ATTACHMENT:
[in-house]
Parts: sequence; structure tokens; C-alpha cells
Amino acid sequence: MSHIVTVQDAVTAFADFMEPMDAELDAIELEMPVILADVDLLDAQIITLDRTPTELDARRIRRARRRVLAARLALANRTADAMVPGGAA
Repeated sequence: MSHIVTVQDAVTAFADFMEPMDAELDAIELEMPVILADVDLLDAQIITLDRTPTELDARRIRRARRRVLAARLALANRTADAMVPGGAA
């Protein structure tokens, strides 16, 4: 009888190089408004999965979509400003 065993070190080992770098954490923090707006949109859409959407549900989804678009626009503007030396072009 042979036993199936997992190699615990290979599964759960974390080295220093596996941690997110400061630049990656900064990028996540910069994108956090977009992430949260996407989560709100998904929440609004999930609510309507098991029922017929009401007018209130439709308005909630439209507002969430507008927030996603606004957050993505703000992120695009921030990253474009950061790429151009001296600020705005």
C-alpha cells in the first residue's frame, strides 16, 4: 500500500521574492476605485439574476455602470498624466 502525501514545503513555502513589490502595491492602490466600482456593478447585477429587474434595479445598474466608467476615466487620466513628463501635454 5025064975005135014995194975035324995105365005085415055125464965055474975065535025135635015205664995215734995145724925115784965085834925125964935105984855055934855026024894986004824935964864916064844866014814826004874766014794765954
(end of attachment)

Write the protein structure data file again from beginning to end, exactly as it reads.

[in-house]
Parts: sequence; structure tokens; C-alpha cells
Amino acid sequence: MSHIVTVQDAVTAFADFMEPMDAELDAIELEMPVILADVDLLDAQIITLDRTPTELDARRIRRARRRVLAARLALANRTADAMVPGGAA
Repeated sequence: MSHIVTVQDAVTAFADFMEPMDAELDAIELEMPVILADVDLLDAQIITLDRTPTELDARRIRRARRRVLAARLALANRTADAMVPGGAA
């Protein structure tokens, strides 16, 4: 009888190089408004999965979509400003 065993070190080992770098954490923090707006949109859409959407549900989804678009626009503007030396072009 042979036993199936997992190699615990290979599964759960974390080295220093596996941690997110400061630049990656900064990028996540910069994108956090977009992430949260996407989560709100998904929440609004999930609510309507098991029922017929009401007018209130439709308005909630439209507002969430507008927030996603606004957050993505703000992120695009921030990253474009950061790429151009001296600020705005």
C-alpha cells in the first residue's frame, strides 16, 4: 500500500521574492476605485439574476455602470498624466 502525501514545503513555502513589490502595491492602490466600482456593478447585477429587474434595479445598474466608467476615466487620466513628463501635454 5025064975005135014995194975035324995105365005085415055125464965055474975065535025135635015205664995215734995145724925115784965085834925125964935105984855055934855026024894986004824935964864916064844866014814826004874766014794765954